BOSTON ( TheStreet) -- Hulu's available on the PlayStation 3, Xbox 360, iPhone and iPad? Awesome. It costs $9.99 a month and still has commercials? Lame.

Hulu and its backers at GE's ( GE) NBC Universal, Disney's ( DIS) ABC and News Corp.'s ( NWS) Fox Entertainment deserve credit for attempting to monetize their popular streaming-video joint venture through the Hulu Plus subscription service. According to ComScore, Hulu users watched nearly 1.2 billion videos in May, accounting for 3.5% of all online video viewership and second only to Google's ( GOOG) YouTube.

Viewership numbers weren't enough to keep Viacom ( VIA) from taking away two of Hulu's most popular offerings, Comedy Central's The Daily Show With Jon Stewart and The Colbert Report, in March after noting that "there is not much in it for us" without wholesale changes to Hulu's approach. Now Hulu backers are hoping that offering entire current seasons of shows like Fox's Glee and Family Guy and NBC's 30 Rock and The Office in 720p high definition -- as well as the entire back catalog of other shows like Fox's Arrested Development and the WB's Buffy the Vampire Slayer -- will make fans want to pony up.

Bringing Hulu service to Microsoft's ( MSFT) Xbox and back to Sony's ( SNE) PlayStation 3 -- whose users began receiving "this video is not available on your platform" messages last summer after having unfettered Hulu access -- is a step in the right direction, as is offering it on Vizio, Samsung and Sony products as well as Apple's ( AAPL) iPhone, iPad and iPod Touch. However, there are five reasons why Hulu Plus is a bad idea:

1. It costs $9.99 and still has commercials: Way to go to the trough twice, Hulu. According to Nielsen, 66.3% of broadband users already pay for an ad-supported video service: It's called cable. You may know it the place where Hulu content from the USA Network, SyFy, Bravo, Versus and other channels appears first. Hulu viewers have been willing to suffer two to three 15- to 30-second ads to catch up on their favorite shows for free, but when you start talking about paying for catalog content, there's a cheaper, commercial-free alternative in our second point ...

2. Netflix (NFLX) streams for less without commercials: Hulu has the edge in current-season content, but Hulu catalog titles like Buffy, Arrested Development, Rescue Me, The Office, 30 Rock and Heroes are already streaming on Netflix in HD and without ad interruptions. Netflix also offers some current-season offerings like Starz's Party Down and Spartacus: Blood and Sand and TNT's Leverage along with its formidable collection of streaming movies. Plus, Netflix streams on all of Hulu Plus' targeted devices plus Nintendo's Wii, LG HDTVs and Blu-ray players, Google Android devices, Microsoft Windows phones, Philips Blu-ray players, Panasonic Blu-ray players, Best Buy's ( BBY) Insignia Blu-ray players, TiVo digital-video recorders, Roku's player, Boxee, et al. -- all for $1 a month less than Hulu's offering. But Hulu's device compatibility matters less when ...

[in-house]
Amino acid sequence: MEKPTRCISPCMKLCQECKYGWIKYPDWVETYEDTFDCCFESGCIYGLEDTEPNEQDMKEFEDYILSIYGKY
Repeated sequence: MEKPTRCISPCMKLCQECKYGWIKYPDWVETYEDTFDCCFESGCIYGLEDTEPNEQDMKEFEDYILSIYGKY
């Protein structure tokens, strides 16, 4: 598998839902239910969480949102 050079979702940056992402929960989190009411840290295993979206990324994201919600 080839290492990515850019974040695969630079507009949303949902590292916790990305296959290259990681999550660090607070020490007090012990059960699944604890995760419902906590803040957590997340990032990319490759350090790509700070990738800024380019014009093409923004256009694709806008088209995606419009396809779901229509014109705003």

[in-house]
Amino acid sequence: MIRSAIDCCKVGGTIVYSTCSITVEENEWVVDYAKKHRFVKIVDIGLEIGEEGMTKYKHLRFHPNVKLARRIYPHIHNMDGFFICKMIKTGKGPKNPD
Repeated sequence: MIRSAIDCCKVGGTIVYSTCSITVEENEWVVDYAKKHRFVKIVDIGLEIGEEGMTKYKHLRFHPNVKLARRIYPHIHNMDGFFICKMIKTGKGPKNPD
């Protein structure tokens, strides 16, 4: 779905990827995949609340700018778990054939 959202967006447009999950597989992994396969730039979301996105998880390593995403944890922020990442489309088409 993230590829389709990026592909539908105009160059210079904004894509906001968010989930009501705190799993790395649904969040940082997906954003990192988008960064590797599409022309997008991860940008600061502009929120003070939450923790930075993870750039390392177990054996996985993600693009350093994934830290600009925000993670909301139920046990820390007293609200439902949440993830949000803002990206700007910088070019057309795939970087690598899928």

3. It exploits Xbox Live and PlayStation Network, which clamored for Hulu: Game-console users didn't have a problem with Hulu's offerings, just its restrictions. When PS3 users got the black screen of death from Hulu last summer, some of them joined Xbox 360 and Wii owners with Windows PCs and paid for services like MediaMall's PlayOn, which sends streaming content from PCs to other devices via a home wireless network. PlayOn customers pay $40 for their first year of service and $20 each year thereafter, so it naturally seemed like a good idea for Hulu to triple that year 1 price. Plus ...

4. Customers are paying for bad buffering: There are things you're willing to let slide when they're free, and Hulu's fits-and-starts on even a strong fiber-optic connection can test a user's patience. When you double those headaches on a DSL, weak Wi-Fi or even 3G connection, Hulu Plus is an unwatchably bad investment at $120 a year. Plus, it's a big drain on even AT&T's high-end $25 data plan with its two-gigabyte cap -- which equates to roughly a half-dozen one-hour episodes or about two of those episodes in HD. The temerity of charging people for Hulu Plus' technical limitations worsens when you consider that ...

5. There's still no content from CBS, HBO, Showtime, ESPN, TNT, et al.: Even if Hulu Plus succeeds in culling the 3.9% of the population that Nielsen says has cut the cord with cable and gone strictly broadband, those users are still missing huge chunks of first-run programming they'll have to pay for elsewhere. Combined, Hulu, Netflix and services like the ESPN offered through Xbox Live represent huge savings over cable at $285 a year, but Hulu Plus' technical, content and platform limitations still make it a weak link -- and a bad buy.

-- Written by Jason Notte in Boston.

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Jason Notte is a reporter for TheStreet.com. His writing has appeared in The New York Times, The Huffington Post, Esquire.com, Time Out New York, The Boston Herald, The Boston Phoenix, Metro newspaper and the Colorado Springs Independent.